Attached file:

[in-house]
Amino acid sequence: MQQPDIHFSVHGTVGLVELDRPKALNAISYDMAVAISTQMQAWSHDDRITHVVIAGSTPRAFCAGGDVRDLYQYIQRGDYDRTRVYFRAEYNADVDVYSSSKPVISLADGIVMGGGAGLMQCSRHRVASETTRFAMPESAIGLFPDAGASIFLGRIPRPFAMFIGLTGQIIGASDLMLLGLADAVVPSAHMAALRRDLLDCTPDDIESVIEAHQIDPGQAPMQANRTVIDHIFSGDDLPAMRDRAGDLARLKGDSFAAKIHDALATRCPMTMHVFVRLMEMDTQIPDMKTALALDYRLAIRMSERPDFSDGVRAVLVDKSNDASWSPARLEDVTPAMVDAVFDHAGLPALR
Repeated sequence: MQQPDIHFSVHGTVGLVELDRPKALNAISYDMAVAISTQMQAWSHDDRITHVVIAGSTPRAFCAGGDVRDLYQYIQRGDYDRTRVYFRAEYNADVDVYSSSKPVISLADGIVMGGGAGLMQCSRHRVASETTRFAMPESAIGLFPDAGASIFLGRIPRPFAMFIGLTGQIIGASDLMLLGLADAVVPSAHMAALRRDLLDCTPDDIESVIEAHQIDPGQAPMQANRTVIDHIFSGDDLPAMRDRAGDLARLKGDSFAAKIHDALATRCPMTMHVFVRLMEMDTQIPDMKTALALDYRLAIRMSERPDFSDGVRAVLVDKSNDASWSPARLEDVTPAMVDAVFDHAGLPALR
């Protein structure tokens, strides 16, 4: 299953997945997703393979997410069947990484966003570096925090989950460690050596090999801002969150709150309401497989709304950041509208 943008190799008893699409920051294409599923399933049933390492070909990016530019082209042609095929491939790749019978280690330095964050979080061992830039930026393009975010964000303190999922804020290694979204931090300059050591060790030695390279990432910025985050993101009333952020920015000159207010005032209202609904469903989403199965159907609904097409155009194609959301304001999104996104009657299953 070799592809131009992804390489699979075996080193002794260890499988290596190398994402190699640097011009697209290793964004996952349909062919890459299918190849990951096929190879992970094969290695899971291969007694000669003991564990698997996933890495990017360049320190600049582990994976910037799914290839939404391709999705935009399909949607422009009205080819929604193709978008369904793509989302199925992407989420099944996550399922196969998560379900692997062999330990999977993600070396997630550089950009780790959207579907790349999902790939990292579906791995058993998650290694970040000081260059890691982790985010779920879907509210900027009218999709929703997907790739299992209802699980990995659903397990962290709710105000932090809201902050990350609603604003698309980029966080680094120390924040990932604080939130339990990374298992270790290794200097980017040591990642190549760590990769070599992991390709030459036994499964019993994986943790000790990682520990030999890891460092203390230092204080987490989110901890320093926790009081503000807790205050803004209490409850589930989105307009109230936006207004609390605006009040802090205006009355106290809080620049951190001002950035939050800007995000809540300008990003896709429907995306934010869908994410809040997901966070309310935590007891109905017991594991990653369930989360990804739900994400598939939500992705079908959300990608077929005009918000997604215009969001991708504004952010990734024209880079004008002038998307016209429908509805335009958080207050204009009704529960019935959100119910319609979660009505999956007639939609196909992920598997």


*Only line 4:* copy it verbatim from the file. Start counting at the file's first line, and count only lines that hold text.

């Protein structure tokens, strides 16, 4: 299953997945997703393979997410069947990484966003570096925090989950460690050596090999801002969150709150309401497989709304950041509208 943008190799008893699409920051294409599923399933049933390492070909990016530019082209042609095929491939790749019978280690330095964050979080061992830039930026393009975010964000303190999922804020290694979204931090300059050591060790030695390279990432910025985050993101009333952020920015000159207010005032209202609904469903989403199965159907609904097409155009194609959301304001999104996104009657299953 070799592809131009992804390489699979075996080193002794260890499988290596190398994402190699640097011009697209290793964004996952349909062919890459299918190849990951096929190879992970094969290695899971291969007694000669003991564990698997996933890495990017360049320190600049582990994976910037799914290839939404391709999705935009399909949607422009009205080819929604193709978008369904793509989302199925992407989420099944996550399922196969998560379900692997062999330990999977993600070396997630550089950009780790959207579907790349999902790939990292579906791995058993998650290694970040000081260059890691982790985010779920879907509210900027009218999709929703997907790739299992209802699980990995659903397990962290709710105000932090809201902050990350609603604003698309980029966080680094120390924040990932604080939130339990990374298992270790290794200097980017040591990642190549760590990769070599992991390709030459036994499964019993994986943790000790990682520990030999890891460092203390230092204080987490989110901890320093926790009081503000807790205050803004209490409850589930989105307009109230936006207004609390605006009040802090205006009355106290809080620049951190001002950035939050800007995000809540300008990003896709429907995306934010869908994410809040997901966070309310935590007891109905017991594991990653369930989360990804739900994400598939939500992705079908959300990608077929005009918000997604215009969001991708504004952010990734024209880079004008002038998307016209429908509805335009958080207050204009009704529960019935959100119910319609979660009505999956007639939609196909992920598997």